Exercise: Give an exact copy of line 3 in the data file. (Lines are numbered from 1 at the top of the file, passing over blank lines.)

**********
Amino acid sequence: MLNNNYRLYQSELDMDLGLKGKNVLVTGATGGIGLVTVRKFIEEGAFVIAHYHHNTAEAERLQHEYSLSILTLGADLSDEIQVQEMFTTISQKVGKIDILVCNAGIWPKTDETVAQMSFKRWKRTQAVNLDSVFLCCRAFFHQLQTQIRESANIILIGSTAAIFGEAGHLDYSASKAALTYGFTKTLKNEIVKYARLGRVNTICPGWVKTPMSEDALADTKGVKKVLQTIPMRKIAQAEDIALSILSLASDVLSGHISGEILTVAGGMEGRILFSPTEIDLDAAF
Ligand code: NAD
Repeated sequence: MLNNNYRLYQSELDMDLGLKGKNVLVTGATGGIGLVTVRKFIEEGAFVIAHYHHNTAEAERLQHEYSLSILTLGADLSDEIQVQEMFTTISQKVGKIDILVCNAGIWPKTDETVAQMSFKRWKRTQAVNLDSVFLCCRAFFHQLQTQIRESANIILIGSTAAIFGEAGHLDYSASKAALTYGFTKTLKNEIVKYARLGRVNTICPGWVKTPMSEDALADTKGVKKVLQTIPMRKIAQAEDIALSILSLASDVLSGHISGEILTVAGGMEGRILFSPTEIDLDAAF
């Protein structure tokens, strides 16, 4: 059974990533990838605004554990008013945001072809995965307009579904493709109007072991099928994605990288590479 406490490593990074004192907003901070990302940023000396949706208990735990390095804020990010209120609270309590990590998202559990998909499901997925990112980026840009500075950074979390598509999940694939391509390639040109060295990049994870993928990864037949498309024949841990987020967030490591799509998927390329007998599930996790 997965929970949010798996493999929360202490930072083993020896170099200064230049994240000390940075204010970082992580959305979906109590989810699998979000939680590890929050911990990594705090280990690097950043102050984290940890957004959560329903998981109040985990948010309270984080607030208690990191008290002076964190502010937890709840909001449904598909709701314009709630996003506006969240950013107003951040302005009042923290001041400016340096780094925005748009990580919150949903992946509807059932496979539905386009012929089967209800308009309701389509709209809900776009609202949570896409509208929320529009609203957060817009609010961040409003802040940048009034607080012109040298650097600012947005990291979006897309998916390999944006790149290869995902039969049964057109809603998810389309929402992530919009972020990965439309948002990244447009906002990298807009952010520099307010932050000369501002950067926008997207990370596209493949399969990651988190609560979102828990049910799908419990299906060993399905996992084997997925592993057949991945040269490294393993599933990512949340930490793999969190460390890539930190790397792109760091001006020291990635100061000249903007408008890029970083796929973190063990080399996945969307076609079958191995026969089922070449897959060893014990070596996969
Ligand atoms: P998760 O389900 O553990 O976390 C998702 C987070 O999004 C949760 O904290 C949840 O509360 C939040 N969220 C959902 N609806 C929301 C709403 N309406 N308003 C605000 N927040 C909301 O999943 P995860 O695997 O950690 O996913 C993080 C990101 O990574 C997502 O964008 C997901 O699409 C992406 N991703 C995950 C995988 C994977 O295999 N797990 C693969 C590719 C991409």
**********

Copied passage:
Repeated sequence: MLNNNYRLYQSELDMDLGLKGKNVLVTGATGGIGLVTVRKFIEEGAFVIAHYHHNTAEAERLQHEYSLSILTLGADLSDEIQVQEMFTTISQKVGKIDILVCNAGIWPKTDETVAQMSFKRWKRTQAVNLDSVFLCCRAFFHQLQTQIRESANIILIGSTAAIFGEAGHLDYSASKAALTYGFTKTLKNEIVKYARLGRVNTICPGWVKTPMSEDALADTKGVKKVLQTIPMRKIAQAEDIALSILSLASDVLSGHISGEILTVAGGMEGRILFSPTEIDLDAAF